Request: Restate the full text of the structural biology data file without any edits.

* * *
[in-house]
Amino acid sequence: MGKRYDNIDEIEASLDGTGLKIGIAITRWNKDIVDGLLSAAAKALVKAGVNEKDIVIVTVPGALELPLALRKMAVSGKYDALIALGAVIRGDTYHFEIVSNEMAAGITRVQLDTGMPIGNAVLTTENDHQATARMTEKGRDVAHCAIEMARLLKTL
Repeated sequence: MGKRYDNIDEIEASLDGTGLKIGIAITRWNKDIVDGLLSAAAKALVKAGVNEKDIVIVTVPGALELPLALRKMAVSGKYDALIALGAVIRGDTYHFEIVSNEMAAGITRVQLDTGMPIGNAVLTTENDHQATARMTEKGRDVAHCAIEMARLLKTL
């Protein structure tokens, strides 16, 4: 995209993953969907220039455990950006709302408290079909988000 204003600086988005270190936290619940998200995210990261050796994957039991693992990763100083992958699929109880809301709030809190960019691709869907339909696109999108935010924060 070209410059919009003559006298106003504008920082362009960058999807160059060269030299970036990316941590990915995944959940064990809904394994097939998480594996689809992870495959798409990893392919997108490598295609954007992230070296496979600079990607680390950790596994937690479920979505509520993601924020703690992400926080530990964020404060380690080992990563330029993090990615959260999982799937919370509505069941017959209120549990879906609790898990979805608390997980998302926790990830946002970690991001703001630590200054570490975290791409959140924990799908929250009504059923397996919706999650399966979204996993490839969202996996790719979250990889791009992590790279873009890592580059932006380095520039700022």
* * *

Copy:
[in-house]
Amino acid sequence: MGKRYDNIDEIEASLDGTGLKIGIAITRWNKDIVDGLLSAAAKALVKAGVNEKDIVIVTVPGALELPLALRKMAVSGKYDALIALGAVIRGDTYHFEIVSNEMAAGITRVQLDTGMPIGNAVLTTENDHQATARMTEKGRDVAHCAIEMARLLKTL
Repeated sequence: MGKRYDNIDEIEASLDGTGLKIGIAITRWNKDIVDGLLSAAAKALVKAGVNEKDIVIVTVPGALELPLALRKMAVSGKYDALIALGAVIRGDTYHFEIVSNEMAAGITRVQLDTGMPIGNAVLTTENDHQATARMTEKGRDVAHCAIEMARLLKTL
């Protein structure tokens, strides 16, 4: 995209993953969907220039455990950006709302408290079909988000 204003600086988005270190936290619940998200995210990261050796994957039991693992990763100083992958699929109880809301709030809190960019691709869907339909696109999108935010924060 070209410059919009003559006298106003504008920082362009960058999807160059060269030299970036990316941590990915995944959940064990809904394994097939998480594996689809992870495959798409990893392919997108490598295609954007992230070296496979600079990607680390950790596994937690479920979505509520993601924020703690992400926080530990964020404060380690080992990563330029993090990615959260999982799937919370509505069941017959209120549990879906609790898990979805608390997980998302926790990830946002970690991001703001630590200054570490975290791409959140924990799908929250009504059923397996919706999650399966979204996993490839969202996996790719979250990889791009992590790279873009890592580059932006380095520039700022």